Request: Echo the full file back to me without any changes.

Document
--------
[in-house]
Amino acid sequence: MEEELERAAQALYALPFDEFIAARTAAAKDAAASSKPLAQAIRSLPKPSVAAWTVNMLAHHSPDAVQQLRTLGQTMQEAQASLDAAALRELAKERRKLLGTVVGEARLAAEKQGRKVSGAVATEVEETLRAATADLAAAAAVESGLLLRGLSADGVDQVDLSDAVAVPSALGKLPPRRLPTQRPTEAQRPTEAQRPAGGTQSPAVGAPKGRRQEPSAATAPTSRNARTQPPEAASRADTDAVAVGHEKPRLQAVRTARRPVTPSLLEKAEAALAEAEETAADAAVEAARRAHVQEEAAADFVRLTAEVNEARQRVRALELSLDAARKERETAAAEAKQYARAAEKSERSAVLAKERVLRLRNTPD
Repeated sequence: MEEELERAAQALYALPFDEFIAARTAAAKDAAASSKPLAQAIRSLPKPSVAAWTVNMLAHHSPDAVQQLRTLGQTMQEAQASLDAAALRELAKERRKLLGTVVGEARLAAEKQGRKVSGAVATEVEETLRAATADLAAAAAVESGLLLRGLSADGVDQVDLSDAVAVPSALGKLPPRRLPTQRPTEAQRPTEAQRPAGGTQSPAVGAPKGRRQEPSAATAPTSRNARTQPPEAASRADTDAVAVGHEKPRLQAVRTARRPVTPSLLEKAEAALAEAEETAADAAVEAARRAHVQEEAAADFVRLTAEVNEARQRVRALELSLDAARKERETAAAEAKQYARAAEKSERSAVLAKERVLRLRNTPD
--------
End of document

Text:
[in-house]
Amino acid sequence: MEEELERAAQALYALPFDEFIAARTAAAKDAAASSKPLAQAIRSLPKPSVAAWTVNMLAHHSPDAVQQLRTLGQTMQEAQASLDAAALRELAKERRKLLGTVVGEARLAAEKQGRKVSGAVATEVEETLRAATADLAAAAAVESGLLLRGLSADGVDQVDLSDAVAVPSALGKLPPRRLPTQRPTEAQRPTEAQRPAGGTQSPAVGAPKGRRQEPSAATAPTSRNARTQPPEAASRADTDAVAVGHEKPRLQAVRTARRPVTPSLLEKAEAALAEAEETAADAAVEAARRAHVQEEAAADFVRLTAEVNEARQRVRALELSLDAARKERETAAAEAKQYARAAEKSERSAVLAKERVLRLRNTPD
Repeated sequence: MEEELERAAQALYALPFDEFIAARTAAAKDAAASSKPLAQAIRSLPKPSVAAWTVNMLAHHSPDAVQQLRTLGQTMQEAQASLDAAALRELAKERRKLLGTVVGEARLAAEKQGRKVSGAVATEVEETLRAATADLAAAAAVESGLLLRGLSADGVDQVDLSDAVAVPSALGKLPPRRLPTQRPTEAQRPTEAQRPAGGTQSPAVGAPKGRRQEPSAATAPTSRNARTQPPEAASRADTDAVAVGHEKPRLQAVRTARRPVTPSLLEKAEAALAEAEETAADAAVEAARRAHVQEEAAADFVRLTAEVNEARQRVRALELSLDAARKERETAAAEAKQYARAAEKSERSAVLAKERVLRLRNTPD